“I don’t need anything,” I said. “I just wanted to get to know you.” We spoke politely for half an hour. Then he arranged for a driver to take us back to Jerusalem. “Tell your people that we are starving. We have no food, no work, no water on The West Bank,” said his driver. I heard nothing more. Two years later, on a trip to Israel I went to meet my father again. First his wife came to the King David Hotel in Jerusalem. “Farad is a man who sees things in black and white,” she said. “Because he did not grow up with you, he cannot get to know you now.” Then he came in and said the same thing. They left me their number in case I needed help. Years later, my father helped me with money for a PhD, to buy the then aspiring reporter a computer to pursue her dreams. On occasions when I asked he would send a check. No letter. No other contact. Nothing more.
A few years ago, my rage grew and my despair. I went into self-destruct mode. I had some sort of desperation for him to finally love me and care for me, give me what I had been denied – the top education my siblings had, grand homes, jobs waiting for them. I slept for three nights in a beach hut as the Atlantic
ocean crashed to shore in the dead of night, at my lowest point, penniless with no way to get home. But life propelled me forward. The rage poured out in emails to Farad. Then curiosity met his silence, and I started to spend time on the Internet, researching his life.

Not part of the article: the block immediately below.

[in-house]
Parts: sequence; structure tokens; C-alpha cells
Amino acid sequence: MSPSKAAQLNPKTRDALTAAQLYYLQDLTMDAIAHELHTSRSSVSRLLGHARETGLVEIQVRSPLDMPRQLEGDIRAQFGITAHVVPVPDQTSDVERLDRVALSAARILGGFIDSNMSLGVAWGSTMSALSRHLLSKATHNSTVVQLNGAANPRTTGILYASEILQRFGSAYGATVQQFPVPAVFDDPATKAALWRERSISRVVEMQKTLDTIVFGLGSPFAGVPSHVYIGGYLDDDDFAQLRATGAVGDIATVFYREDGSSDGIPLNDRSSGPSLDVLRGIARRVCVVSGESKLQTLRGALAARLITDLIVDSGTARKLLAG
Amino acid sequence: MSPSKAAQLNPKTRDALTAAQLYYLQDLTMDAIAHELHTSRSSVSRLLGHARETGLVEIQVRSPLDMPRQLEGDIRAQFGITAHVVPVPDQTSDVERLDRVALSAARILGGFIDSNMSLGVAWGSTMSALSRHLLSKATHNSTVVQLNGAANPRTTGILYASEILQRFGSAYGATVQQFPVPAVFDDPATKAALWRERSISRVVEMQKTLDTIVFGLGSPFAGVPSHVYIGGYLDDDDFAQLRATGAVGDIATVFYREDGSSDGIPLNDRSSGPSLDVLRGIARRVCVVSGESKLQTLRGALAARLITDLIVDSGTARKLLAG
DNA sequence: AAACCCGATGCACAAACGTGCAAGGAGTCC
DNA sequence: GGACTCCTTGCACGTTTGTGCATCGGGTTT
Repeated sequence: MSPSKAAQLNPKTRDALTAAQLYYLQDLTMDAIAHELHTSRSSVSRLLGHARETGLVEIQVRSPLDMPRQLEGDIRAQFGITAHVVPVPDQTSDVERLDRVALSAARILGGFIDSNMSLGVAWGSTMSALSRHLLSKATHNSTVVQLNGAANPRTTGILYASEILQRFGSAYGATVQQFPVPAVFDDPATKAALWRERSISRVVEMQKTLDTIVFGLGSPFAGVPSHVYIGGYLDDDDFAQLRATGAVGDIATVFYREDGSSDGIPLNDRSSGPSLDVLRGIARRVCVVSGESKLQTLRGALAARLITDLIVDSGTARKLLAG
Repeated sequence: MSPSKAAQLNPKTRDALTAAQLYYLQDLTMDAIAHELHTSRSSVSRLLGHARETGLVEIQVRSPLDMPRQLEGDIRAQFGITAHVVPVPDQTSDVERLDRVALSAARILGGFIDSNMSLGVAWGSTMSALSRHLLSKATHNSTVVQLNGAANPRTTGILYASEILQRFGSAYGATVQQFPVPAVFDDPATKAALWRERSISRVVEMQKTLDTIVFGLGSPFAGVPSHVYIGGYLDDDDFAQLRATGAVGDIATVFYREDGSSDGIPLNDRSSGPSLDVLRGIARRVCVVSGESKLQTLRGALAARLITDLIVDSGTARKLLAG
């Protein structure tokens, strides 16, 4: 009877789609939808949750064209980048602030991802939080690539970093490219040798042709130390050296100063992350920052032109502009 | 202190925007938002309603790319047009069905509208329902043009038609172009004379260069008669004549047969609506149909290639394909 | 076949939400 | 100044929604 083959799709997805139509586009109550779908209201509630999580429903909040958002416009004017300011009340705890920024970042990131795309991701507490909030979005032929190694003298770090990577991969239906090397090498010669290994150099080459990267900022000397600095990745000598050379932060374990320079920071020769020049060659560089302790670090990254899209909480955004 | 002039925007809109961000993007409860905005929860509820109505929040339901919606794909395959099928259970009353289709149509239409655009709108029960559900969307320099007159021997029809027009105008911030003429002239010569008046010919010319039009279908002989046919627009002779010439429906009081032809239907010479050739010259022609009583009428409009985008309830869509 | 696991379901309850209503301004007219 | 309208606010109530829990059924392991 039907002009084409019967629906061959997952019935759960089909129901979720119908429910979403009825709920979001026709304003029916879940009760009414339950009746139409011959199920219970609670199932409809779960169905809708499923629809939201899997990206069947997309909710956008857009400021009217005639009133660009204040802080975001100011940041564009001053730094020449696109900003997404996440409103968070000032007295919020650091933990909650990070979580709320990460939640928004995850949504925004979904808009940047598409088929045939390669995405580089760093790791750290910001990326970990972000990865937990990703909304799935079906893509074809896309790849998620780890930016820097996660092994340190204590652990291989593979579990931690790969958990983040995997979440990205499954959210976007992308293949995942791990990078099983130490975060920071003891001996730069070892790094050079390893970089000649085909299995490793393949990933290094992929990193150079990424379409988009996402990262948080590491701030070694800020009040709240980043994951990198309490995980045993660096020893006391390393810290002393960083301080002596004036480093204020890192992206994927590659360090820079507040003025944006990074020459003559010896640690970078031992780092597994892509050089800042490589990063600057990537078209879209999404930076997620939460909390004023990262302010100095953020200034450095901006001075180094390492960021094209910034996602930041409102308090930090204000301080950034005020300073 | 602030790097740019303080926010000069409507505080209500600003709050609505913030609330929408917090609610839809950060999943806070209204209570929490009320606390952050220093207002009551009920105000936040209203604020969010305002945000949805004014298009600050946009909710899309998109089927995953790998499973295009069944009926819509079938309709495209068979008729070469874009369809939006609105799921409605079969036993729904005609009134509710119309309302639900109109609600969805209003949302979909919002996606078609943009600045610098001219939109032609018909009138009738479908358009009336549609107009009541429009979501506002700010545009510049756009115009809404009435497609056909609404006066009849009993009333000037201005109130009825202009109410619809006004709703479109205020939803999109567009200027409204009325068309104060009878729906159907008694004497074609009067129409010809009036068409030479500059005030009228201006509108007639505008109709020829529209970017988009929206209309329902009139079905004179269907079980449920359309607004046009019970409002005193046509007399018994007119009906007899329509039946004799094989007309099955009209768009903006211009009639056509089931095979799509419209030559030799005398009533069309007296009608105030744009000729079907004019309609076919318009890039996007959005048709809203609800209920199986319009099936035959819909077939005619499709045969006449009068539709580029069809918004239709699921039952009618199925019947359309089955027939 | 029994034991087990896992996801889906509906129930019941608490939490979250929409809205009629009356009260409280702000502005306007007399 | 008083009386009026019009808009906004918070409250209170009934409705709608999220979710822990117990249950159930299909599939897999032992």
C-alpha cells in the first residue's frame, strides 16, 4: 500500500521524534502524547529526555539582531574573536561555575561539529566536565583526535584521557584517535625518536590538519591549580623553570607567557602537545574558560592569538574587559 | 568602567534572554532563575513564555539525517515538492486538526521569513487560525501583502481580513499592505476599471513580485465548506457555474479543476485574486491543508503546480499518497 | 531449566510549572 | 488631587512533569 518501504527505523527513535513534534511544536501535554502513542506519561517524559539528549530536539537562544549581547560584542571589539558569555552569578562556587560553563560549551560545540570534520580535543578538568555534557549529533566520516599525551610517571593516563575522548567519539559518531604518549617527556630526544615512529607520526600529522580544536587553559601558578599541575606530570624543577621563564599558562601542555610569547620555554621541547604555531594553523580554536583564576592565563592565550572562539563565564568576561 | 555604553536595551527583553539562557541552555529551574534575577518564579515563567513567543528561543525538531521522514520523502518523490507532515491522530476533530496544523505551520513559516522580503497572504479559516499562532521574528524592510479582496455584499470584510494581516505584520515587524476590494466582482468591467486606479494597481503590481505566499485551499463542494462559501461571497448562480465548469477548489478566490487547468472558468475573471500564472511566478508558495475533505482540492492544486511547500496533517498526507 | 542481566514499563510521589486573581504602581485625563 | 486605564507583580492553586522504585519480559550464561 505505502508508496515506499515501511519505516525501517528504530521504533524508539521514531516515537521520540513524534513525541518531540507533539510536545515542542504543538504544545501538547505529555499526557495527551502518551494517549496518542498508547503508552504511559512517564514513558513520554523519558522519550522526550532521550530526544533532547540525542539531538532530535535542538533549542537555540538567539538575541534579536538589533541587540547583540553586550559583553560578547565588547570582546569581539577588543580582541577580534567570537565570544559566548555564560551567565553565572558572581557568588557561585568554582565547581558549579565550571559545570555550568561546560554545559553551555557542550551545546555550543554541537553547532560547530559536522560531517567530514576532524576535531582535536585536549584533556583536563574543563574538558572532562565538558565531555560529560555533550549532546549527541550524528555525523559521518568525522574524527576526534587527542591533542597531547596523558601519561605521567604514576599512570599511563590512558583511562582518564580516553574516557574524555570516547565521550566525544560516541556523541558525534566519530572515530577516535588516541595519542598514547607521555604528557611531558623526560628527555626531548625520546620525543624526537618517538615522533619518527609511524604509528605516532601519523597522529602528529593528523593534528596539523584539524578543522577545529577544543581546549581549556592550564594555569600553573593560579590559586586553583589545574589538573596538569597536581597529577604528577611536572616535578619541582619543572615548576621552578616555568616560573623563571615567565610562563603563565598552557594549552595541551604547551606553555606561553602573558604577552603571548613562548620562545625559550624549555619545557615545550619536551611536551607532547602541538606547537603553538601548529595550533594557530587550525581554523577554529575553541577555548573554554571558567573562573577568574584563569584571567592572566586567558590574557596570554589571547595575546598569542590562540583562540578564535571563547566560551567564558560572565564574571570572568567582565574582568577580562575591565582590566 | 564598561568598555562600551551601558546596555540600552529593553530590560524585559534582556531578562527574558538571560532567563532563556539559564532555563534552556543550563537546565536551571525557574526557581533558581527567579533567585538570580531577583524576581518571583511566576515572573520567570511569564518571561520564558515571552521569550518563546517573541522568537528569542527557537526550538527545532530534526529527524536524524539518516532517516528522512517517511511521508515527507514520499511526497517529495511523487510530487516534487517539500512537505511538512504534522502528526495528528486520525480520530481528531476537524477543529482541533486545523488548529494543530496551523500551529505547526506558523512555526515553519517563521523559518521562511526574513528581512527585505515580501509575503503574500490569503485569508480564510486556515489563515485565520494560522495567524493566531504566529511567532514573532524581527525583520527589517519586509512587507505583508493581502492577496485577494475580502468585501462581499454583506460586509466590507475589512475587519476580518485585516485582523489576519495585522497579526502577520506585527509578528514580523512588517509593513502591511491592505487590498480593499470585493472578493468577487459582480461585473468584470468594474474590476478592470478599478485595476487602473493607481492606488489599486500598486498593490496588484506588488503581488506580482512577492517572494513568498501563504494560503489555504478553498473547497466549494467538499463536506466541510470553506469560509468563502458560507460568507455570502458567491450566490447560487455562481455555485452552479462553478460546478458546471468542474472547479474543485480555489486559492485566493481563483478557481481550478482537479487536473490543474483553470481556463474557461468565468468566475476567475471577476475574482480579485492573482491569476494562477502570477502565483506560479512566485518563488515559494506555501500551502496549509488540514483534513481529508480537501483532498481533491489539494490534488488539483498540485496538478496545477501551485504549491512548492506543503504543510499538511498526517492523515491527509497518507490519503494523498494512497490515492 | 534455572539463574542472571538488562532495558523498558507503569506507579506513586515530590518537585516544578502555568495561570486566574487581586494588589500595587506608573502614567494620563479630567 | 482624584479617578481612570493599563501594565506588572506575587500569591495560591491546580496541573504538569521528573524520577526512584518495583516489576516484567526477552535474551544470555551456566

I found photos of him at his daughter’s wedding, at the local university, and then a family tree. Through this, I discovered that I had three siblings. I found them on Facebook. Maybe they would want to get to know me? I couldn’t bring myself to find out.
Instead, I blurted out my story to a Palestinian film director I was interviewing after the Sundance Film Festival this January. “Do you know this man? I asked, knowing that he was well known in his community. “What do you advise?”
I was holidaying on the Amalfi Coast in Italy this summer when the Facebook message arrived.
“Looking for you,” it said. “Farad is my uncle. X told me your story and I would like to know more.” If Farad was her uncle, this person was my cousin. What’s more, I realized I had once interviewed her in Dubai. A miracle had occurred.
My new cousin, also a film director, had been looking for me for five years, she said. Slowly it began to emerge that beyond the wall, which cut through my father’s heart, there was a whole family of people who wanted me, a thought unimaginable.